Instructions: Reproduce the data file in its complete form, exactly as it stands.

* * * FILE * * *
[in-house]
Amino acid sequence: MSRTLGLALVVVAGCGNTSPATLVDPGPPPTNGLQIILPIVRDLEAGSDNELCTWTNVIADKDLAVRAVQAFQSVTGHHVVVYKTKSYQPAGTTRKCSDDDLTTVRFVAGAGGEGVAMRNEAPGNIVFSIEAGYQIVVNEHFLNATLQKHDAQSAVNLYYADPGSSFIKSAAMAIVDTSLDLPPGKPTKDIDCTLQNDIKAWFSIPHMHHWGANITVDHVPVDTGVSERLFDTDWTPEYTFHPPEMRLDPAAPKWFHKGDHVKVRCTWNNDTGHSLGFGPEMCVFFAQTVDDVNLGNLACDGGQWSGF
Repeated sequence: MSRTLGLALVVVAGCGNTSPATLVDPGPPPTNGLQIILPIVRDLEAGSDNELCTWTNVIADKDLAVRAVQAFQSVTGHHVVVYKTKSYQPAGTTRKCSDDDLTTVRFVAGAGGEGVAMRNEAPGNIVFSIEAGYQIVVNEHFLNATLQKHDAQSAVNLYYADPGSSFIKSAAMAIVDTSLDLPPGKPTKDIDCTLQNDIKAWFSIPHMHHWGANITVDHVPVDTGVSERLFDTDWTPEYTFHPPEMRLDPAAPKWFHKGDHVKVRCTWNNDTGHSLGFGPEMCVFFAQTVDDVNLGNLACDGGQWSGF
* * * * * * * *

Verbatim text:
[in-house]
Amino acid sequence: MSRTLGLALVVVAGCGNTSPATLVDPGPPPTNGLQIILPIVRDLEAGSDNELCTWTNVIADKDLAVRAVQAFQSVTGHHVVVYKTKSYQPAGTTRKCSDDDLTTVRFVAGAGGEGVAMRNEAPGNIVFSIEAGYQIVVNEHFLNATLQKHDAQSAVNLYYADPGSSFIKSAAMAIVDTSLDLPPGKPTKDIDCTLQNDIKAWFSIPHMHHWGANITVDHVPVDTGVSERLFDTDWTPEYTFHPPEMRLDPAAPKWFHKGDHVKVRCTWNNDTGHSLGFGPEMCVFFAQTVDDVNLGNLACDGGQWSGF
Repeated sequence: MSRTLGLALVVVAGCGNTSPATLVDPGPPPTNGLQIILPIVRDLEAGSDNELCTWTNVIADKDLAVRAVQAFQSVTGHHVVVYKTKSYQPAGTTRKCSDDDLTTVRFVAGAGGEGVAMRNEAPGNIVFSIEAGYQIVVNEHFLNATLQKHDAQSAVNLYYADPGSSFIKSAAMAIVDTSLDLPPGKPTKDIDCTLQNDIKAWFSIPHMHHWGANITVDHVPVDTGVSERLFDTDWTPEYTFHPPEMRLDPAAPKWFHKGDHVKVRCTWNNDTGHSLGFGPEMCVFFAQTVDDVNLGNLACDGGQWSGF